Fantasy Football Insurance


By: Seth Kirby
Among sports fans, it is common knowledge that insurance products exist which protect against the risks associated with player injuries.  A professional sports team might purchase a disability policy to pay all or a portion of the salary of a player that is unable to play due to injury.  Similar products exist for college athletes to protect them in the event they are injured and their injuries prevent them from later playing professional sports.  Given the fact that professional sports are a multi-billion dollar global industry, the existence of these unique insurance products is understandable.
Fantasy sports leagues in which participants draft players and compete against each other based upon the statistical performance of their selected team have become an absolute obsession for NFL fans.  Surprisingly, it is estimated that in 2012 individuals spent over $1.7 billion dollars to participate in fantasy sports leagues.  The fantasy sports enthusiast becomes a virtual owner of his own NFL franchise, betting their entry fee on the performance of their star players.  But what happens to the virtual owner when their #1 draft pick blows out their knee early in the season?  Did the owner go from a competitive player to a mere donor to the winner’s fund?  Probably, but did you know that an insurance product exists that will help alleviate this risk?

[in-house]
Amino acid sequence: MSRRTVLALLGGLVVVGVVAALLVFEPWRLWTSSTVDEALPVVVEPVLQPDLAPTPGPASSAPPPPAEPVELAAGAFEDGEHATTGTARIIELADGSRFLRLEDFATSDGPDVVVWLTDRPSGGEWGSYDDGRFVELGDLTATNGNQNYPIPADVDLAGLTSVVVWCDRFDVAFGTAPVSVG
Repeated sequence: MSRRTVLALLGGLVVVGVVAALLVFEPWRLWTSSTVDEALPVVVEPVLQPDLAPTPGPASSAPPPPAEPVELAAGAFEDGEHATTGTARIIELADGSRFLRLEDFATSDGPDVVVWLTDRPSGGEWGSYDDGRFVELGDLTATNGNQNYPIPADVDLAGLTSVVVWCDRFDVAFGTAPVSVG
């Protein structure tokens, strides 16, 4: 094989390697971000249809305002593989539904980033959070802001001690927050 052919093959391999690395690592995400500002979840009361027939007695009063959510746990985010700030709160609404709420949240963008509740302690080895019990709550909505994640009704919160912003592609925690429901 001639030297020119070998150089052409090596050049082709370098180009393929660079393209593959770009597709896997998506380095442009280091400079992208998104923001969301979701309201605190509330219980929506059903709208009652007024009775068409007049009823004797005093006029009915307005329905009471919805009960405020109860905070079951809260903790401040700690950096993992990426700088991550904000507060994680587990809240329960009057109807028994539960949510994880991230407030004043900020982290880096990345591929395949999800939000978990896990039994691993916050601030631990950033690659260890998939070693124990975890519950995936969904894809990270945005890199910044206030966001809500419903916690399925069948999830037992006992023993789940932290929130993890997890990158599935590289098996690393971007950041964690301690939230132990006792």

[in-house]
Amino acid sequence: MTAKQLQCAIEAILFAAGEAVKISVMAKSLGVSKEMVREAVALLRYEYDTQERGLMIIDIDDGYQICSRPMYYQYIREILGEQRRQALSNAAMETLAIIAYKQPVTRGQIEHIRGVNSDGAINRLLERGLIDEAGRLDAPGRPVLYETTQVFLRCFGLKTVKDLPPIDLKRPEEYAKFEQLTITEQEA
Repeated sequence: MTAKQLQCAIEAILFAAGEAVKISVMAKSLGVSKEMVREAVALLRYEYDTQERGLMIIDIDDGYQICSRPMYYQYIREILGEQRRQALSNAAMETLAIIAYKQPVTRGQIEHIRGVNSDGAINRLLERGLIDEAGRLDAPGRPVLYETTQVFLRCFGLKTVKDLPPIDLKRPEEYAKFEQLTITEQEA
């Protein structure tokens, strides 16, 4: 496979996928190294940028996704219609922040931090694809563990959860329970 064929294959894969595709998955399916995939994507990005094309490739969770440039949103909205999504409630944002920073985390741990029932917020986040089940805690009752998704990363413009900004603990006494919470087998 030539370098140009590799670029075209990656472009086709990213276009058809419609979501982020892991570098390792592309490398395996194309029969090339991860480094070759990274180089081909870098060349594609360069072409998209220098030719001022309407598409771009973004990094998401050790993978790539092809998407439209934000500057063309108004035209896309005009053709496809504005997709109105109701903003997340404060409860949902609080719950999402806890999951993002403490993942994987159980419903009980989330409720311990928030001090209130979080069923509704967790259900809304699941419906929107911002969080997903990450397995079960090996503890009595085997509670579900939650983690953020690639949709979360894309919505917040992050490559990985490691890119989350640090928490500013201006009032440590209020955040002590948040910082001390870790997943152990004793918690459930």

Established in 2008, Fantasy Sports Insurance sells disability insurance to fantasy sports owners.  The company was recently featured in an NPR report on the “fantasy sports economy”.  It is one of several real businesses that have grown out of the popularity of fantasy sports.  The insurance offered by Fantasy Sports Insurance will refund your entry fee and any associated expenses in the event that your designated player incurs a season ending injury.  If you long to feel more like a real team owner in your fantasy sports exploits, then maybe you should consider buying insurance on your top draft pick.  To read more about the fantasy sports economy, check out NPR’s blog entry.